Saturday, February 6, 2016

Money is like muck, not good unless it be spread

This aphorism is attributed to King James I of England / VI of Scotland.  The attribution may be false but it's contained in a collection described as a “Royal Chain of Golden Sentences” published in 1650 (25 years after James’s death). This was during the English civil war, which may be significant.

Francis Bacon (1561 – 1626)
The true originator may be the English philosopher and scientist Francis Bacon who in 1625 wrote a piece discussing statecraft titled “Of Seditions and Troubles”.

Above all things, good Policie is to be used, that the Treasure and Moneyes, in a State, be not gathered into few Hands. For otherwise, a State may have a great Stock, and yet starve. And Money is like Muck, not good except it be spread. This is done, chiefly, by suppressing, or at the least, keeping a strait Hand, upon the Devouring Trades of Usurie, Ingrossing, great Pasturages, and the like.

In the same year Bacon attributed a similar saying to a Mr. Bettenham, including the pleasing image of money stinking when kept in a heap instead of being spread. [1]

Mr. Bettenham vsed to say; That Riches were like Mucke: When it lay, vpon an heape, it gaue but a stench, and ill odour; but when it was spread vpon the ground, then it was cause of much fruit.

All this you can find in the Quote Investigator.

It started with someone writing in to ask for the origin of a saying of the British entrepreneur Richard Branson who used the image of money stinking when it's in a pile on his website: “If you let money pile up, it starts to stink. But if you spread it around then it can do a lot of good.”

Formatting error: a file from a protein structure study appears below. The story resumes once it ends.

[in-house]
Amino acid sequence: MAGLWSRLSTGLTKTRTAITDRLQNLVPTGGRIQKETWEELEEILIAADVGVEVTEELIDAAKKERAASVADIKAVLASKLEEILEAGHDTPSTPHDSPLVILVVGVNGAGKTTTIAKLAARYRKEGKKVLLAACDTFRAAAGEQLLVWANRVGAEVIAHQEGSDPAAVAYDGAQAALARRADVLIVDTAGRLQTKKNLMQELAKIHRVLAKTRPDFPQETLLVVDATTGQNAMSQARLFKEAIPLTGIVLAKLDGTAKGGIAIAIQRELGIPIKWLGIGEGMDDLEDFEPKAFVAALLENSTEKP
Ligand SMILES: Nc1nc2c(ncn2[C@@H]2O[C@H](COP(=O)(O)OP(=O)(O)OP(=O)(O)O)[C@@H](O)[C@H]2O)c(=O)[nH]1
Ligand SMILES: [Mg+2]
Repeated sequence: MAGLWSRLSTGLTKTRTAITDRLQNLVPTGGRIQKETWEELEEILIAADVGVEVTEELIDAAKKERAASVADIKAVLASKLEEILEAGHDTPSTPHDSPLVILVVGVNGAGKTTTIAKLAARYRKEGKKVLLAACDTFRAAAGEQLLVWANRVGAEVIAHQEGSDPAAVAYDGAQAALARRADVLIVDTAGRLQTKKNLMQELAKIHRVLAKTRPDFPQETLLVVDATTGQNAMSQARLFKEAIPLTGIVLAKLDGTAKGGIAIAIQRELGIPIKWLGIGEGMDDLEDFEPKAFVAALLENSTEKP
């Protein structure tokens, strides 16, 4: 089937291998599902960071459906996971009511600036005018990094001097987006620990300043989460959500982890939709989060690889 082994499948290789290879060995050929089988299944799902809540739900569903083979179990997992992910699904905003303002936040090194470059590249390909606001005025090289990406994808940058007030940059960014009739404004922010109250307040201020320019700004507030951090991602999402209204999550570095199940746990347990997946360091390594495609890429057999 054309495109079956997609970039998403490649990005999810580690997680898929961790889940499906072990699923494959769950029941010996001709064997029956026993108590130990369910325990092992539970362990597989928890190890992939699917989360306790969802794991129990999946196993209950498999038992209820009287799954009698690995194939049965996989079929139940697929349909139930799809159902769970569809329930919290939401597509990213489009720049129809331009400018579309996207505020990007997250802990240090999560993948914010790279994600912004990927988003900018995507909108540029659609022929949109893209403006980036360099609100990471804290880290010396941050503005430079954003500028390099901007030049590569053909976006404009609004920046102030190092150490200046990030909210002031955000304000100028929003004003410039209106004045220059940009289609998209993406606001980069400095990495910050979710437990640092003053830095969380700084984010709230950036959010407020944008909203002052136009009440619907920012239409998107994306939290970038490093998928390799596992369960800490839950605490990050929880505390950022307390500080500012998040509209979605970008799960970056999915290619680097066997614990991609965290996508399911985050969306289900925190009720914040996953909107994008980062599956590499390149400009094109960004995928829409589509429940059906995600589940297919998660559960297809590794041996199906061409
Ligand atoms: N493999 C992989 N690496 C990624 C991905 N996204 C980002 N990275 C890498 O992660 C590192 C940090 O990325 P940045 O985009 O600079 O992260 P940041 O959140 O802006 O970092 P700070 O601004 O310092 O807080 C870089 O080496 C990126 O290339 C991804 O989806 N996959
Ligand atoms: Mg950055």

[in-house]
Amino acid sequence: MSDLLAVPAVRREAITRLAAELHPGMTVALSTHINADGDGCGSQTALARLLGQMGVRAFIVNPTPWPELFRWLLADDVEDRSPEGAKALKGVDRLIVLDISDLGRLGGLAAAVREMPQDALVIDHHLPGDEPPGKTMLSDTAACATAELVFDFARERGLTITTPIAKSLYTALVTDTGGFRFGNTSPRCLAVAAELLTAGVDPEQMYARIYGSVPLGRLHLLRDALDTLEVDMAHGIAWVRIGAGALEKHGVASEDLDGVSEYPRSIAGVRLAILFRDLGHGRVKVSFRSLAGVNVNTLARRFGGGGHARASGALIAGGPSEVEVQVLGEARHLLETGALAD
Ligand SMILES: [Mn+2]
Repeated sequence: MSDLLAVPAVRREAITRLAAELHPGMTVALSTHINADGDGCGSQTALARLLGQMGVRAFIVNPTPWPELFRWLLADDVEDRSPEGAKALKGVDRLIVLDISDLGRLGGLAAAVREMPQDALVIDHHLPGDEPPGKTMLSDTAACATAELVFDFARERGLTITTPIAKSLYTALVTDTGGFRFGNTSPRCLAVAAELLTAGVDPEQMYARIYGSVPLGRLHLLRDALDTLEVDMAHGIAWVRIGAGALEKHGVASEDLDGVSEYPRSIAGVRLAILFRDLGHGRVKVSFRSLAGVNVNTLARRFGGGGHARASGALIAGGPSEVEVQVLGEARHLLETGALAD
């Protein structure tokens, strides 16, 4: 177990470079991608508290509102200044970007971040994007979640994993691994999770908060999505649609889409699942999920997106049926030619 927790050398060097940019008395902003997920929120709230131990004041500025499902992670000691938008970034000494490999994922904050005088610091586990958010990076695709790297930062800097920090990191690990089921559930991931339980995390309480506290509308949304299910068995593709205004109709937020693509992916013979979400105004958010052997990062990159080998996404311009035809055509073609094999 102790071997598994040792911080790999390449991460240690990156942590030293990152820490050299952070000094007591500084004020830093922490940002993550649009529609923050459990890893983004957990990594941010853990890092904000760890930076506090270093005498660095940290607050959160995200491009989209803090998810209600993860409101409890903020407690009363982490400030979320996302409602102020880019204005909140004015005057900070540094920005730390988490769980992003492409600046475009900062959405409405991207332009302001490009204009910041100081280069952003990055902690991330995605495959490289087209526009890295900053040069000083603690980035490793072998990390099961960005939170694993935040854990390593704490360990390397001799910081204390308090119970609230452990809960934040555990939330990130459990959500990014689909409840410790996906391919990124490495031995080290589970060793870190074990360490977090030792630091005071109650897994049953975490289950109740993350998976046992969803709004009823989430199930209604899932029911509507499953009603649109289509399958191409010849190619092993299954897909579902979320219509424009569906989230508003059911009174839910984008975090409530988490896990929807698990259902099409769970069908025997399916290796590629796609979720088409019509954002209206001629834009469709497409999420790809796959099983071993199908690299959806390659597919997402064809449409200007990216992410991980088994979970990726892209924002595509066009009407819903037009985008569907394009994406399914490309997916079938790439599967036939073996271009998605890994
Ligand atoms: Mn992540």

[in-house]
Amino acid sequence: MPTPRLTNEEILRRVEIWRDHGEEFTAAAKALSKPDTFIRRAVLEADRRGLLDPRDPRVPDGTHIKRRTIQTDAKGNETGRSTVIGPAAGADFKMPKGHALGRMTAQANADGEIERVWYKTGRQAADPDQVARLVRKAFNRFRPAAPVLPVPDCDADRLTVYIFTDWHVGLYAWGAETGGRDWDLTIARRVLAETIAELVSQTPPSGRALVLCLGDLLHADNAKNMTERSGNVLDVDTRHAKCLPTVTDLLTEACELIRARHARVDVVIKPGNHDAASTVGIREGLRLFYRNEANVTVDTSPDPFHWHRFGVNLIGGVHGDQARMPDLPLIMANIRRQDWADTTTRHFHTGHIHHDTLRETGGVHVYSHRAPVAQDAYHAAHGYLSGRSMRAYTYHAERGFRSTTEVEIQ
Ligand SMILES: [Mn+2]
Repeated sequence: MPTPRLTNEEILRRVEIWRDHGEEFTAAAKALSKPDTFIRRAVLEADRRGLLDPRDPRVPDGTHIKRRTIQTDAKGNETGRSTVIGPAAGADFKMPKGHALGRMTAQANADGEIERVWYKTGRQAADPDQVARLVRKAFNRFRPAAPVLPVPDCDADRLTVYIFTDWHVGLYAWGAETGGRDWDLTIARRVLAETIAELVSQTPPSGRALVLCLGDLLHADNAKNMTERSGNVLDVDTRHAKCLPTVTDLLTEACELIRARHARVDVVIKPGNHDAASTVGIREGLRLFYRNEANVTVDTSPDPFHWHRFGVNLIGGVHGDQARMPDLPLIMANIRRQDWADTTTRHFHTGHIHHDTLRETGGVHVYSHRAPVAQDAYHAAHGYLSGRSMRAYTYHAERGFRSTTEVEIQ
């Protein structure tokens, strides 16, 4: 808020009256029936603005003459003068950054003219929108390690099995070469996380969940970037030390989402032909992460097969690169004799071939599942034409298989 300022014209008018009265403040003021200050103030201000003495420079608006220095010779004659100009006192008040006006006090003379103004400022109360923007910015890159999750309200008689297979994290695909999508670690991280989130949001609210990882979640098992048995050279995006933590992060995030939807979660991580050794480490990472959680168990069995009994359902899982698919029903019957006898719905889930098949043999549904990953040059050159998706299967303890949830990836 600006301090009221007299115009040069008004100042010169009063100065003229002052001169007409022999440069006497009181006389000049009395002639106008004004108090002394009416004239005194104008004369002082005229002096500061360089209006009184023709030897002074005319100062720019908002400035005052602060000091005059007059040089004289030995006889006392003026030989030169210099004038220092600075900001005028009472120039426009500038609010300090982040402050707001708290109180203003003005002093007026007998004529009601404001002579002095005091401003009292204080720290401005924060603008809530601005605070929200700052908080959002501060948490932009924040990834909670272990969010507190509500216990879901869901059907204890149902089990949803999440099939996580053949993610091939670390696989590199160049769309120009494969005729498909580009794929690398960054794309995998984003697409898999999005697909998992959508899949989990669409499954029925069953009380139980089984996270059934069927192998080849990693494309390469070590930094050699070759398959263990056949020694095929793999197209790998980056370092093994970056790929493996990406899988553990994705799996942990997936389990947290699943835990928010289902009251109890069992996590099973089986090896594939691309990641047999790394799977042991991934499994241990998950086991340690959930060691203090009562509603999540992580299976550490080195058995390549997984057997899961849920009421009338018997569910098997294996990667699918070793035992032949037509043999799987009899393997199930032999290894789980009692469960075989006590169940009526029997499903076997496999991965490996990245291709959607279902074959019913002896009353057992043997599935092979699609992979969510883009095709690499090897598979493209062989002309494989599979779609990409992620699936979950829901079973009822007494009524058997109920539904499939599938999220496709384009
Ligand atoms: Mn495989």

Francis Bacon by the bye was the first to make the cogent observation that the modern world was distinguished from the ancient one by the three key inventions of gunpowder, printing, and the magnetic compass. All of which, unbeknownst to him, came from China, a fact unearthed by Joseph Needham in the 20th century, see my essay The day I met a famous man.

My closing thought is to wonder if the Levellers used Bacon's saying that money stinks in a pile in their pamphlets, and if the attribution to James I (by a royalist, clearly) was intended to draw the sting out of it. Pure speculation on my part, I've googled in vain to find any connection. 

A pamphlet by Gerard Winstanley printed in 1649

[1] “Apophthegmes New and Old” (1625) (apophthegme being French for aphorism).